The Role of women in Tanzania: their access to higher education and participation in the labour force

Desta, Asayehgn
IIEP Research Report, 33
31 p.
Tertiary education
Tertiary education

Online version

About the publication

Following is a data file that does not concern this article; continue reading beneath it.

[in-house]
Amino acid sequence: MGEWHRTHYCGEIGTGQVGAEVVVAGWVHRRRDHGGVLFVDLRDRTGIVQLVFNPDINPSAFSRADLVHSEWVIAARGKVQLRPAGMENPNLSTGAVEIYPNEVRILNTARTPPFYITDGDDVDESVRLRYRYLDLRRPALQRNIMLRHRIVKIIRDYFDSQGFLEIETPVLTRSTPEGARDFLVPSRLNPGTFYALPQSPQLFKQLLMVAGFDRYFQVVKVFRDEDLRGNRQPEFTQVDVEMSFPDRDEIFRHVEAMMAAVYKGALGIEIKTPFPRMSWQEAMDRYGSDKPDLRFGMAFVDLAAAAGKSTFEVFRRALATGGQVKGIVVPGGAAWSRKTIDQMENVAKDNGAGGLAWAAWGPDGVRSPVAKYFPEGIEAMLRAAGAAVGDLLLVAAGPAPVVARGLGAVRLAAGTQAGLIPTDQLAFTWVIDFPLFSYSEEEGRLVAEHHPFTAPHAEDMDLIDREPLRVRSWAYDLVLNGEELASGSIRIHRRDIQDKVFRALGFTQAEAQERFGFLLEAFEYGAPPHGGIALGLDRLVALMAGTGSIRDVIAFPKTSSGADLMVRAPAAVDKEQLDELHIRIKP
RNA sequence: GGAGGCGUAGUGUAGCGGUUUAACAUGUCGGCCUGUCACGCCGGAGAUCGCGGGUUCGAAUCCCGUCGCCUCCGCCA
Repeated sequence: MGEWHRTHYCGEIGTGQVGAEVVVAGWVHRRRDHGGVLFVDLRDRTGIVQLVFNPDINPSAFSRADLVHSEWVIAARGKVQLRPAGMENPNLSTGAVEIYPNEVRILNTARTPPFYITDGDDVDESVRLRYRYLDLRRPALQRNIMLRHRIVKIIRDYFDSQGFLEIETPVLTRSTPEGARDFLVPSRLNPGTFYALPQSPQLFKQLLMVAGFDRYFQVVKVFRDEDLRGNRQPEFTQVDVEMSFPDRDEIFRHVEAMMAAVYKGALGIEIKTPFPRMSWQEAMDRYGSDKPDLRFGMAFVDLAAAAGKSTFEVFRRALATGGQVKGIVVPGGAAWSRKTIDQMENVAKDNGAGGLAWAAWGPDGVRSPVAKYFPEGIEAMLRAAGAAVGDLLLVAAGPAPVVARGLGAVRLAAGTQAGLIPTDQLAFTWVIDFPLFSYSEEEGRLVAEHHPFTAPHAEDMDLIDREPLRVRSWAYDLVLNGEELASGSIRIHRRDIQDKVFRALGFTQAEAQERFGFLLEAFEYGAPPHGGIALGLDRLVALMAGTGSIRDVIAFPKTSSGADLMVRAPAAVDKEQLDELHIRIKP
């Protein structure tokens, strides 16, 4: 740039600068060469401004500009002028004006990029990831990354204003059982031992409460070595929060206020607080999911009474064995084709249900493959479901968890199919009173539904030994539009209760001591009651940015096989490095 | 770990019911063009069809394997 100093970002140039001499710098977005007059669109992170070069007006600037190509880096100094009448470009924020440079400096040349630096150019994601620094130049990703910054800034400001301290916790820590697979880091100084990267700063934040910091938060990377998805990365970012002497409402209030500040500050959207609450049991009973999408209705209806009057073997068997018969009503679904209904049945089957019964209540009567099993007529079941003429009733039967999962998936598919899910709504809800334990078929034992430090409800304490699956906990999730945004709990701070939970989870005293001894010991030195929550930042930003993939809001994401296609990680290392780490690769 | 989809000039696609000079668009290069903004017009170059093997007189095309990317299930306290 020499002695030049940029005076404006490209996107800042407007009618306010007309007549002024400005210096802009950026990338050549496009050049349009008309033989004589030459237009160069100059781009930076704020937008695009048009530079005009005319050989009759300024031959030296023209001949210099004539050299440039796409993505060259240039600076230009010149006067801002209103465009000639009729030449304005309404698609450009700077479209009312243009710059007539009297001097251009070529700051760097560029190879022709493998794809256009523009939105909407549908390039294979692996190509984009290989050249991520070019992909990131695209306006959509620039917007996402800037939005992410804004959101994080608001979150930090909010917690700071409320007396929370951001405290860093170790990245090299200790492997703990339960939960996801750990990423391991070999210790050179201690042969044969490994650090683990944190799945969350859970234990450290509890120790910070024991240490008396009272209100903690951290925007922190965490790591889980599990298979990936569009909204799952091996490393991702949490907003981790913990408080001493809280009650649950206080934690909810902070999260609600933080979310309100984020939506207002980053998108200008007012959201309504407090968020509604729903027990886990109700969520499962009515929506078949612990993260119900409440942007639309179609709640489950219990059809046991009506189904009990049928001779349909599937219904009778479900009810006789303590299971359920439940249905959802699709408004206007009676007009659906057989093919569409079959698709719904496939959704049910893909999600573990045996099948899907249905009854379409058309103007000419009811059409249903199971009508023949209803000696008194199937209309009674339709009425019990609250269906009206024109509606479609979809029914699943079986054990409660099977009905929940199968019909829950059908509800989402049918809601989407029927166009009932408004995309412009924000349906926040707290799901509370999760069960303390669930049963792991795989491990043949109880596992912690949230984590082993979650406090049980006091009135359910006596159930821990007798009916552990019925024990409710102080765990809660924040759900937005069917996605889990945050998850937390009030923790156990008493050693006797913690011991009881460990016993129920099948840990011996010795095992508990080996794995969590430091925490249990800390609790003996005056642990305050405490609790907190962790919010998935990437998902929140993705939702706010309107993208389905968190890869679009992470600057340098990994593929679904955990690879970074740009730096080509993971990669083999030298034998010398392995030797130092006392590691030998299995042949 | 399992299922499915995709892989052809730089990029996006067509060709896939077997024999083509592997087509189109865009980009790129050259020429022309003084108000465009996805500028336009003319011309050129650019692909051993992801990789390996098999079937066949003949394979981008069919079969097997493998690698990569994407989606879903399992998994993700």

A self-administered questionnaire given to 526 postsecondary students and 424 employed university graduates provides data on the participation of Tanzanian women in higher education and in the work force. Research shows that Tanzanian women students are more likely than men to come from more developed regions, reside in urban areas, have relatively well-educated and highly paid parents in professional or administrative occupations, and be enrolled in courses that reflect stereotypical ideas of women's role. Though women initially earn as much as men, they wait longer for initial employment, and pay differentials between the sexes increase over time in favor of men. The study emphasizes the social liabilities of denying women access to higher education. Remedies include encouraging women from lower socioeconomic backgrounds and less developed regions to attend school, urging women to specialize in science and mathematics, changing hiring practices, salary structures, and promotion policies, and providing child care services. Tables provide data on student enrollment, regional origin, and socioeconomic characteristics of students, employment, occupations and earnings (from ERIC database).